For the past five years, the housing authority has received federal funds for an elder service coordinator on Prince of Wales Island. This year, two new communities will be included in the program, which helps seniors access things like health care, financial information, events and activities.
“Programs like gardening, language classes, storytelling, or cultural events,” says Ricardo Worl, the housing authority’s chief executive officer.
He says additional grant money will be used to hire coordinators in Yakutat and Saxman, where Tlingit and Haida recently opened new senior centers.
“A lot of our tenants in these senior housing facilities have spent their entire lives in that community, and they want to remain there. Their family lives there, their grandchildren live there,” Worl says.
The housing authority contracts with Catholic Community Service to run the program. Marianne Mills is director of Southeast Senior Services for CCS, which operates similar programs in Juneau and the entire region.
“The main thing is to keep them active, healthy, and connected with other people,” Mills says. “Not just staying in their place by themselves.”
Mills says the elder service coordinators in Yakutat and Saxman will tailor programs and activities to the needs of their community. She says the program on Prince of Wales has benefited from partnerships with other agencies.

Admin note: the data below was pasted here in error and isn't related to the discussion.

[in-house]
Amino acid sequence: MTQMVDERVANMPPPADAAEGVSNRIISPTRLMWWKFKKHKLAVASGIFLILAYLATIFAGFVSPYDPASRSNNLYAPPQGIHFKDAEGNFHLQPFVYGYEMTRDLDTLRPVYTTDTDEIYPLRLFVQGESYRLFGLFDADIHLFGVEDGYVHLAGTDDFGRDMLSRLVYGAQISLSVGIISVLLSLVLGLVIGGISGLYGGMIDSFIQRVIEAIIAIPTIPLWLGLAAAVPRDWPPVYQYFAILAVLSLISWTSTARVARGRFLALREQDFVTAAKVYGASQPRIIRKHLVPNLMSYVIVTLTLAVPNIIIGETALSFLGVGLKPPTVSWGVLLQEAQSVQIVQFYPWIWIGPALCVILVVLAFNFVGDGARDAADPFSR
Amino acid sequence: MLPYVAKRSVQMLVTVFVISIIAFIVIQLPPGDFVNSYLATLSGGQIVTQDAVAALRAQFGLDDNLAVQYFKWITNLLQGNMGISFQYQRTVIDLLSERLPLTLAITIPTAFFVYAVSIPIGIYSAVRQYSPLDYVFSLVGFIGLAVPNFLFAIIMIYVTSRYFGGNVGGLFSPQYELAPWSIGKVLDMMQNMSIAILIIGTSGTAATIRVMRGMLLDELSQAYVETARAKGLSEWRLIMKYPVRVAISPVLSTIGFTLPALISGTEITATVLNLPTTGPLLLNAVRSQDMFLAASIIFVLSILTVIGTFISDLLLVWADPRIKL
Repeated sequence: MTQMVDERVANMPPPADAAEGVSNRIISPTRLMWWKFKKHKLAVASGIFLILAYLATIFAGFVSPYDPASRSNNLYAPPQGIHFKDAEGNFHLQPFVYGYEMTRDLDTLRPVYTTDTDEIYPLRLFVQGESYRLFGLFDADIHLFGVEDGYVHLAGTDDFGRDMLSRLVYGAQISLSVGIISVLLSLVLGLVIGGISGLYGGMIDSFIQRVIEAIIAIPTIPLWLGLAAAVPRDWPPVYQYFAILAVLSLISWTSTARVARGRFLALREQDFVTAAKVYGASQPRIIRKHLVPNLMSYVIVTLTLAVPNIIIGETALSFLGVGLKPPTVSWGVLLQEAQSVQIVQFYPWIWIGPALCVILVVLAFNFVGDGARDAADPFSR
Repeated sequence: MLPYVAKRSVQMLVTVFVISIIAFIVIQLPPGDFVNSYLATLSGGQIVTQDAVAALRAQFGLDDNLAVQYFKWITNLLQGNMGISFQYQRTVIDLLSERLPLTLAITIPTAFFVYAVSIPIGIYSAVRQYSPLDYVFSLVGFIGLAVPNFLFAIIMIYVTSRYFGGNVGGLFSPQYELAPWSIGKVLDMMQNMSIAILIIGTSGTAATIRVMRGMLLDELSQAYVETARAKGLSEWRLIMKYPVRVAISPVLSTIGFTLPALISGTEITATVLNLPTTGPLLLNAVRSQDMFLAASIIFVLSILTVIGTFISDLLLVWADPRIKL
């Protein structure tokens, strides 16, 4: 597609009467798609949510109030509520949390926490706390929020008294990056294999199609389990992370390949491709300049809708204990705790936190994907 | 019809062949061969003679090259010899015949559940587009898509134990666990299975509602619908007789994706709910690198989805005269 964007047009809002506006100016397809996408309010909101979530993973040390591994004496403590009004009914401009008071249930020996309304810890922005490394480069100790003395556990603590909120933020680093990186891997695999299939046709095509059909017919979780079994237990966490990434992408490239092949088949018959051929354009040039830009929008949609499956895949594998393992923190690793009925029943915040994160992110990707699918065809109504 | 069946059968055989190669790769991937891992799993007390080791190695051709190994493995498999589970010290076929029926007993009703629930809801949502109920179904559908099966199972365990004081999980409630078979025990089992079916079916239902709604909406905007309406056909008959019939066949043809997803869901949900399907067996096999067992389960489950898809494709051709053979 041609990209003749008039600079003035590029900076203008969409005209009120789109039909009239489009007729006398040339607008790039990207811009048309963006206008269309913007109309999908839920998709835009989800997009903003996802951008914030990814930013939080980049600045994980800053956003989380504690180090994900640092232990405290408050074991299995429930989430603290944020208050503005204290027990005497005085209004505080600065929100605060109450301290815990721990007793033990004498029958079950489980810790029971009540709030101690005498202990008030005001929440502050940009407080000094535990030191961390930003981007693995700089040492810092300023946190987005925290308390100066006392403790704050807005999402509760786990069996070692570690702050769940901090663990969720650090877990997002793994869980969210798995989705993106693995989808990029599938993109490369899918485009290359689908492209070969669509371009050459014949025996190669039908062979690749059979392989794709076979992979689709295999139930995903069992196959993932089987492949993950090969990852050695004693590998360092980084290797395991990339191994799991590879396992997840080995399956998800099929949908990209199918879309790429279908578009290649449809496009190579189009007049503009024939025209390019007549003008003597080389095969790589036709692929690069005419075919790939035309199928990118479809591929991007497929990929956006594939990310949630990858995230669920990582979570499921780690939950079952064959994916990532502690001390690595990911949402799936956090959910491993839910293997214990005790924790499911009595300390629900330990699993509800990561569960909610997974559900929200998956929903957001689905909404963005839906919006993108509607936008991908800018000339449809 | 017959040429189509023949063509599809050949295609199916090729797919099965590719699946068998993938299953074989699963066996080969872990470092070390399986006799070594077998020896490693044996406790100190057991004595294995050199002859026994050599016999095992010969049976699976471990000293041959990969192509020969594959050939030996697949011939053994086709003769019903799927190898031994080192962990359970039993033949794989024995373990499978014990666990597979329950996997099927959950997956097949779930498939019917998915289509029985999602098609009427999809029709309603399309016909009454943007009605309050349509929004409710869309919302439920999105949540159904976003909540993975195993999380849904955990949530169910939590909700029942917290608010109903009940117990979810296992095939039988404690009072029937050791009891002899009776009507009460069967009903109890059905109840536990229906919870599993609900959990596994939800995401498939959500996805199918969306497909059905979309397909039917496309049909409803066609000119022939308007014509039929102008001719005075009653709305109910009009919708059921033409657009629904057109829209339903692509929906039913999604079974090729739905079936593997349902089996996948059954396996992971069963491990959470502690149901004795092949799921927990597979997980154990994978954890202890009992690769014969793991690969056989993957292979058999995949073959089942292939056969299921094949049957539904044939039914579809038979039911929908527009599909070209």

“For example, with the SEARHC clinic, they did a sit and be fit class, got some exercise equipment in the senior apartments there, and arranged for doctor and physical therapy visits on a regular basis,” she says. “Just made a variety of different health promotion activities available.”
Tlingit and Haida this year received a total of $246,000 for elder service coordinators from the U.S. Department of Housing and Urban Development. The money is part of HUD’s Resident Opportunities and Self Sufficiency grant program. Despite the federal shutdown and sequestration budget cuts, Worl says he’s fairly confident the money will continue to be available.
“If they don’t have programs that allow our elders to age in place, in the rural communities, it’s going to be even more expensive to bring them to our urban centers, where it’s a lot more competitive,” says Worl. “The wait lists to get into these senior housing and health care programs are tremendous.”
He says the housing authority will just need to remain diligent in communicating to Alaska’s Congressional delegation the importance of such programs.
- Large projects can often be contentious, and two of the most debated state projects in the past few years have been the Knik Arm Crossing and the Susitna-Watana Hydroelectric Project.
- Gov. Bill Walker announced an additional $10 million cut to the University of Alaska.
- The largest share of that cut is to the account the state uses to partially reimburse local governments for school bonds.
- Inmates will be moved to other corrections centers and halfway houses or possibly put on ankle monitoring, depending on the situation.